It Happened One Night – Say Ahhh! A Children’s Health Policy Blog

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By Donna Cohen Ross, Center on Budget and Policy Priorities 

All in one night — February 11 — 10,484 eligible children
were enrolled into Louisiana’s Medicaid program. 

Are you trying to imagine this? If so, you’re probably
picturing mile-long lines of children winding through Baton Rouge, parents in
tow, clutching packets of forms and documents.  A winter storm warning is in effect — so said the Baton
Rouge newspaper that day — and freezing rain is already pelting the city, with
an accumulation of 1 to 2 inches of snow expected overnight. The crowd of
babies and toddlers, tweens and teens, and thousands of others are just
waiting, waiting, waiting.  You’re
thinking this is an ill-advised stunt. 
Can’t be done.  Not even
with every eligibility worker plugging away, all night, nonstop. Not even with
every family equipped with every bit of paperwork in hand, exactly in order. No
way. Your anxiety level is out of control just thinking about it.

If this is where your imagination has taken you,
relax.  What really happened in
Baton Rouge that night took place calmly and efficiently while those thousands
of children, families and eligibility workers were fast asleep.  What really happened was that 10,484
children got enrolled in one fell swoop through a new CHIPRA option called
Express Lane Eligibility

All together, in one night … done!  And they did it using findings from the
Supplemental Nutrition Assistance Program (SNAP), formerly the Food Stamp
Program, to determine Medicaid eligibility.  Make no mistake, however.  Louisiana officials didn’t just snap their fingers. It took
many months of careful planning and preparation — and coordination with the
separate agency that administers SNAP in Louisiana — to be sure the process
would substantially ease enrollment and at the same time preserve program

Here’s how it worked: State officials started with the
knowledge that children who qualify for SNAP are in families with income that
meets the test for Medicaid, and a significant proportion are likely to be
.  A file containing
all children receiving SNAP benefits was transferred electronically from the
computer system at the Department of Social Services to the computer system at
the Department of Health and Hospitals, where Medicaid resides. Children
already on Medicaid were removed. 
The remaining file of children receiving SNAP but not Medicaid provided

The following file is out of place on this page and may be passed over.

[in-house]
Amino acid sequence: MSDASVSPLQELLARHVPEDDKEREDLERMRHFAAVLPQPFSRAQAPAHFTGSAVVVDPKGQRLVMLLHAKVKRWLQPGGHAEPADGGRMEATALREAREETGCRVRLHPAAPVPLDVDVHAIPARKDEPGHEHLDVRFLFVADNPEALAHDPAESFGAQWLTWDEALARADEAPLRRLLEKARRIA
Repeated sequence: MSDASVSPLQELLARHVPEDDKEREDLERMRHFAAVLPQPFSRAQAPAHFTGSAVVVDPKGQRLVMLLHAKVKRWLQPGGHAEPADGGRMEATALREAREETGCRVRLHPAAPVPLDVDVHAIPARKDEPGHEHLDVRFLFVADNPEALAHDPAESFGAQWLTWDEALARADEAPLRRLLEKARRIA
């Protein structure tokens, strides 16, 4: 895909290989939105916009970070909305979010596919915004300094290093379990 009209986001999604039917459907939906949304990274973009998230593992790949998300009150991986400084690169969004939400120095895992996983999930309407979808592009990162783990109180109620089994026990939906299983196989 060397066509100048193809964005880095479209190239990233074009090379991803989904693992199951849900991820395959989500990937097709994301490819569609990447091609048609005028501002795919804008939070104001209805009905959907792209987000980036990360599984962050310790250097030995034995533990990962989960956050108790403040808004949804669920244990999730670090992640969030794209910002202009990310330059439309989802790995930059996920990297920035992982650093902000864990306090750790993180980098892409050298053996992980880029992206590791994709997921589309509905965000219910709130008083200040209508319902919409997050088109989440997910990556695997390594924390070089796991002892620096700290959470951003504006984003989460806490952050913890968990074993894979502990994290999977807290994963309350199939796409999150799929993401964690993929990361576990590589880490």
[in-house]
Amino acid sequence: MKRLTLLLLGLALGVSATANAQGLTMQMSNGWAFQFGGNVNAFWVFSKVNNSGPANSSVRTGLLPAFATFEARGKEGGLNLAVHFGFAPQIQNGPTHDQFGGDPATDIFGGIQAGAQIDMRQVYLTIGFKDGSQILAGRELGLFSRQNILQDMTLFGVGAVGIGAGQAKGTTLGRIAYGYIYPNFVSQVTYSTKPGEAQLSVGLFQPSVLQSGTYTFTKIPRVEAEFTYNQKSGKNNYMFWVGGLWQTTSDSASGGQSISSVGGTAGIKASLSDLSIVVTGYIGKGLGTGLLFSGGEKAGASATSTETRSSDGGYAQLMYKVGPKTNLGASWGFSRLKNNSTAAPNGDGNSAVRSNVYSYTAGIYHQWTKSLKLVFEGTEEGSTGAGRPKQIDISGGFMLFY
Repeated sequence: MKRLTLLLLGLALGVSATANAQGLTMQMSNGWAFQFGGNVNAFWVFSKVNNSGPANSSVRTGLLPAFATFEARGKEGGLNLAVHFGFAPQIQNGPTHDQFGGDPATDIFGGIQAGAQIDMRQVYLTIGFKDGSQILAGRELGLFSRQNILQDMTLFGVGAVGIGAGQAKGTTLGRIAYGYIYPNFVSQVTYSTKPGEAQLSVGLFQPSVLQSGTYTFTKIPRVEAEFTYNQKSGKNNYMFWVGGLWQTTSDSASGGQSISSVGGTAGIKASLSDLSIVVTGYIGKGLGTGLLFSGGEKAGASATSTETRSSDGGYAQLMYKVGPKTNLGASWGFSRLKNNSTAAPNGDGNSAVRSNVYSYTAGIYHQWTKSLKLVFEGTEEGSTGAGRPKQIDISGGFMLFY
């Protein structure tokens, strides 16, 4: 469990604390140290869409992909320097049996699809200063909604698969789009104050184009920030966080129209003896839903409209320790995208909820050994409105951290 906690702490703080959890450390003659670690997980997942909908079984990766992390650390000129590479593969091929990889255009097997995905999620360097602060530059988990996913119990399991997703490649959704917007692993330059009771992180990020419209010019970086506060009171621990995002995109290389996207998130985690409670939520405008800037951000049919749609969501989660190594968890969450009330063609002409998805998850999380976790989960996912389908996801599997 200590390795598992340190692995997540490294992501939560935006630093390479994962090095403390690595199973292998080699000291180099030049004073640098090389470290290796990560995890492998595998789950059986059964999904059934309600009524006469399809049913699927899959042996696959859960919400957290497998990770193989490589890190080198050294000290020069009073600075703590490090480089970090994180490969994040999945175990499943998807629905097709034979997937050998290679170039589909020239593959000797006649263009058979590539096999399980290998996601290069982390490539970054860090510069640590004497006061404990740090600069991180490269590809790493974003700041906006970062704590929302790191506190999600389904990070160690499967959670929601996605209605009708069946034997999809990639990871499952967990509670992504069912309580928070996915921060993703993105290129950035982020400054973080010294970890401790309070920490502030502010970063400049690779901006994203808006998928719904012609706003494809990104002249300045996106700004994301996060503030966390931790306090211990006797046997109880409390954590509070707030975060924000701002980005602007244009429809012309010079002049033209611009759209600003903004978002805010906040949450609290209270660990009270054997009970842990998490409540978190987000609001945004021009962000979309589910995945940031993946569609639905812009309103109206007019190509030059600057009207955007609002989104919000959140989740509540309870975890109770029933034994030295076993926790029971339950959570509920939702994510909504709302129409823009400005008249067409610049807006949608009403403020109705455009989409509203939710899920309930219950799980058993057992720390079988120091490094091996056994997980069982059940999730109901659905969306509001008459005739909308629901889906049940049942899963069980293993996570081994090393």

income findings, as determined based on food stamp rules, as well as the
children’s Social Security numbers, residency and age.

Under Express Lane there is no need to recalculate income
using Medicaid rules. So, these “borrowed” findings are used, along with other
necessary information obtained from available data bases (such as U.S.
citizenship from the Social Security data base) to determine Medicaid
eligibility and enroll the children.

Next, Medicaid cards and decision notices were mailed to
the families.  At that point, they were  informed that the last step in this
process — affirming they want to enroll their child in Medicaid — would happen
the first time they use the card to see a doctor or fill a prescription. 

Ruth Kennedy, Louisiana’s Medicaid Deputy Director,
explains the significance of the February 11th feat:  “Express Lane Eligibility is a huge administrative
efficiency and takes advantage of 21st century technology. It demonstrates that
we can reduce duplication of effort when government agencies work
together.”  Ruth says that the
state will be monitoring the system to refine the process and make sure that
children enrolled through Express Lane are using their health care benefits — a
sign that the new system really works. 
Going forward, she anticipates that SNAP findings will be used to
automatically enroll children in Medicaid when they are determined eligible for
food assistance.  Isn’t this just
the kind of coordination Secretary Sebelius and Secretary Vilsack were talking
about when they joined together to celebrate the first anniversary of CHIPRA
last month?  

So, are you still visualizing those 10,484 children
standing in line with their families to gain access to health benefits?  Erase that image and instead picture
them avoiding unnecessary ER visits, getting critical preventive care, medical
treatment and the prescription medications they need.  Nice picture, huh? 
Not bad for a night’s work!

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